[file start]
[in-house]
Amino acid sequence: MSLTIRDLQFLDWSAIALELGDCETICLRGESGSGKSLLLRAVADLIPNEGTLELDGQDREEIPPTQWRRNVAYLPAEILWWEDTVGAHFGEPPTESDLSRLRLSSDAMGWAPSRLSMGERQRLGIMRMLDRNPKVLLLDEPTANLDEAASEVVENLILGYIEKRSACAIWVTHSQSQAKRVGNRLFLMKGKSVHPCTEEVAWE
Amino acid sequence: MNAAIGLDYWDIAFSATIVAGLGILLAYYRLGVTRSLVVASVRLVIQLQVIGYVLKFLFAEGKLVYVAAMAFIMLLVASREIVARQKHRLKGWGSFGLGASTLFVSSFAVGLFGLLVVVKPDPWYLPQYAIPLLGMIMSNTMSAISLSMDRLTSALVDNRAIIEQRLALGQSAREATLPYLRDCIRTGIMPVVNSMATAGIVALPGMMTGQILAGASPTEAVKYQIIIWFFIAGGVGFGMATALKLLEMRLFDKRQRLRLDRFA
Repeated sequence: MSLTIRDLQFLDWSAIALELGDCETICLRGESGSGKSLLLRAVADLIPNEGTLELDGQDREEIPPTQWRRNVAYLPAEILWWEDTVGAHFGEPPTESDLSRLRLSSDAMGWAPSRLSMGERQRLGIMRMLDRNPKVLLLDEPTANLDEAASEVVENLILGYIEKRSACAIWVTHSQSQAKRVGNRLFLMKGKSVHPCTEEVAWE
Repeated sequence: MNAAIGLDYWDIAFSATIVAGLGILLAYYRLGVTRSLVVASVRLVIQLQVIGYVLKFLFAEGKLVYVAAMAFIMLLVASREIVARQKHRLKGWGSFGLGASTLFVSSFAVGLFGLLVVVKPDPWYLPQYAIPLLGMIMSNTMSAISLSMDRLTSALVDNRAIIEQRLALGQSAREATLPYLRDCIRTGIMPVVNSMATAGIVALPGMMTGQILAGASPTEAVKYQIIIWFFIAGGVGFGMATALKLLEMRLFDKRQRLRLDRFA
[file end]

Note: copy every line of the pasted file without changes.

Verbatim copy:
[in-house]
Amino acid sequence: MSLTIRDLQFLDWSAIALELGDCETICLRGESGSGKSLLLRAVADLIPNEGTLELDGQDREEIPPTQWRRNVAYLPAEILWWEDTVGAHFGEPPTESDLSRLRLSSDAMGWAPSRLSMGERQRLGIMRMLDRNPKVLLLDEPTANLDEAASEVVENLILGYIEKRSACAIWVTHSQSQAKRVGNRLFLMKGKSVHPCTEEVAWE
Amino acid sequence: MNAAIGLDYWDIAFSATIVAGLGILLAYYRLGVTRSLVVASVRLVIQLQVIGYVLKFLFAEGKLVYVAAMAFIMLLVASREIVARQKHRLKGWGSFGLGASTLFVSSFAVGLFGLLVVVKPDPWYLPQYAIPLLGMIMSNTMSAISLSMDRLTSALVDNRAIIEQRLALGQSAREATLPYLRDCIRTGIMPVVNSMATAGIVALPGMMTGQILAGASPTEAVKYQIIIWFFIAGGVGFGMATALKLLEMRLFDKRQRLRLDRFA
Repeated sequence: MSLTIRDLQFLDWSAIALELGDCETICLRGESGSGKSLLLRAVADLIPNEGTLELDGQDREEIPPTQWRRNVAYLPAEILWWEDTVGAHFGEPPTESDLSRLRLSSDAMGWAPSRLSMGERQRLGIMRMLDRNPKVLLLDEPTANLDEAASEVVENLILGYIEKRSACAIWVTHSQSQAKRVGNRLFLMKGKSVHPCTEEVAWE
Repeated sequence: MNAAIGLDYWDIAFSATIVAGLGILLAYYRLGVTRSLVVASVRLVIQLQVIGYVLKFLFAEGKLVYVAAMAFIMLLVASREIVARQKHRLKGWGSFGLGASTLFVSSFAVGLFGLLVVVKPDPWYLPQYAIPLLGMIMSNTMSAISLSMDRLTSALVDNRAIIEQRLALGQSAREATLPYLRDCIRTGIMPVVNSMATAGIVALPGMMTGQILAGASPTEAVKYQIIIWFFIAGGVGFGMATALKLLEMRLFDKRQRLRLDRFA